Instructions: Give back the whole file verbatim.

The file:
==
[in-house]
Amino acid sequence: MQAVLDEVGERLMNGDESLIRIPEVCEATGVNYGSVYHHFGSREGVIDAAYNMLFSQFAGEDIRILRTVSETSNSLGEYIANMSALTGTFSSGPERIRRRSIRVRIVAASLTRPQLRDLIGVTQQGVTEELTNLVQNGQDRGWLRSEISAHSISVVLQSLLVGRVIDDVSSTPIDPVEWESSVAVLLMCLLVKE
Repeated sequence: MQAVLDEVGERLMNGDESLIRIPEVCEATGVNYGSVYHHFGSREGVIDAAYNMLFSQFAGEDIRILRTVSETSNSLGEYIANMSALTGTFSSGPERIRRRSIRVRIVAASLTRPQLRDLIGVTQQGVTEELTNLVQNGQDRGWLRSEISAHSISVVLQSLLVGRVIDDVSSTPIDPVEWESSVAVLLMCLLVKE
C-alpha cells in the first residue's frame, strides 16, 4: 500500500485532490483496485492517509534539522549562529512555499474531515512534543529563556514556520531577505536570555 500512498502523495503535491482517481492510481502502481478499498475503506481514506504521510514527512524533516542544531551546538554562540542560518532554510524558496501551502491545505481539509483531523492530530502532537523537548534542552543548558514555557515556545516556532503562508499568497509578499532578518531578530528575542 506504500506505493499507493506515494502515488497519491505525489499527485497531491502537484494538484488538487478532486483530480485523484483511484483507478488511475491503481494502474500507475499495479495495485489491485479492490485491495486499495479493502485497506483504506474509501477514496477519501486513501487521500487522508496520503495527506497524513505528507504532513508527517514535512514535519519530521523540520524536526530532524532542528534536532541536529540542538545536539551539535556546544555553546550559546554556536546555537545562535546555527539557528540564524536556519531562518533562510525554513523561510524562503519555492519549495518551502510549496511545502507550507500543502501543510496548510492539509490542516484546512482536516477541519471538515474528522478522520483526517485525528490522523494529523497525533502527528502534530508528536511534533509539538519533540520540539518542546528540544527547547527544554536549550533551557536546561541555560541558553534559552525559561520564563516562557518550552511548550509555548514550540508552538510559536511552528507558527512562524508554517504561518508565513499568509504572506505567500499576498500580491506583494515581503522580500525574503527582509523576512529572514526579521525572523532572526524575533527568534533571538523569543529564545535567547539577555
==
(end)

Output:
[in-house]
Amino acid sequence: MQAVLDEVGERLMNGDESLIRIPEVCEATGVNYGSVYHHFGSREGVIDAAYNMLFSQFAGEDIRILRTVSETSNSLGEYIANMSALTGTFSSGPERIRRRSIRVRIVAASLTRPQLRDLIGVTQQGVTEELTNLVQNGQDRGWLRSEISAHSISVVLQSLLVGRVIDDVSSTPIDPVEWESSVAVLLMCLLVKE
Repeated sequence: MQAVLDEVGERLMNGDESLIRIPEVCEATGVNYGSVYHHFGSREGVIDAAYNMLFSQFAGEDIRILRTVSETSNSLGEYIANMSALTGTFSSGPERIRRRSIRVRIVAASLTRPQLRDLIGVTQQGVTEELTNLVQNGQDRGWLRSEISAHSISVVLQSLLVGRVIDDVSSTPIDPVEWESSVAVLLMCLLVKE
C-alpha cells in the first residue's frame, strides 16, 4: 500500500485532490483496485492517509534539522549562529512555499474531515512534543529563556514556520531577505536570555 500512498502523495503535491482517481492510481502502481478499498475503506481514506504521510514527512524533516542544531551546538554562540542560518532554510524558496501551502491545505481539509483531523492530530502532537523537548534542552543548558514555557515556545516556532503562508499568497509578499532578518531578530528575542 506504500506505493499507493506515494502515488497519491505525489499527485497531491502537484494538484488538487478532486483530480485523484483511484483507478488511475491503481494502474500507475499495479495495485489491485479492490485491495486499495479493502485497506483504506474509501477514496477519501486513501487521500487522508496520503495527506497524513505528507504532513508527517514535512514535519519530521523540520524536526530532524532542528534536532541536529540542538545536539551539535556546544555553546550559546554556536546555537545562535546555527539557528540564524536556519531562518533562510525554513523561510524562503519555492519549495518551502510549496511545502507550507500543502501543510496548510492539509490542516484546512482536516477541519471538515474528522478522520483526517485525528490522523494529523497525533502527528502534530508528536511534533509539538519533540520540539518542546528540544527547547527544554536549550533551557536546561541555560541558553534559552525559561520564563516562557518550552511548550509555548514550540508552538510559536511552528507558527512562524508554517504561518508565513499568509504572506505567500499576498500580491506583494515581503522580500525574503527582509523576512529572514526579521525572523532572526524575533527568534533571538523569543529564545535567547539577555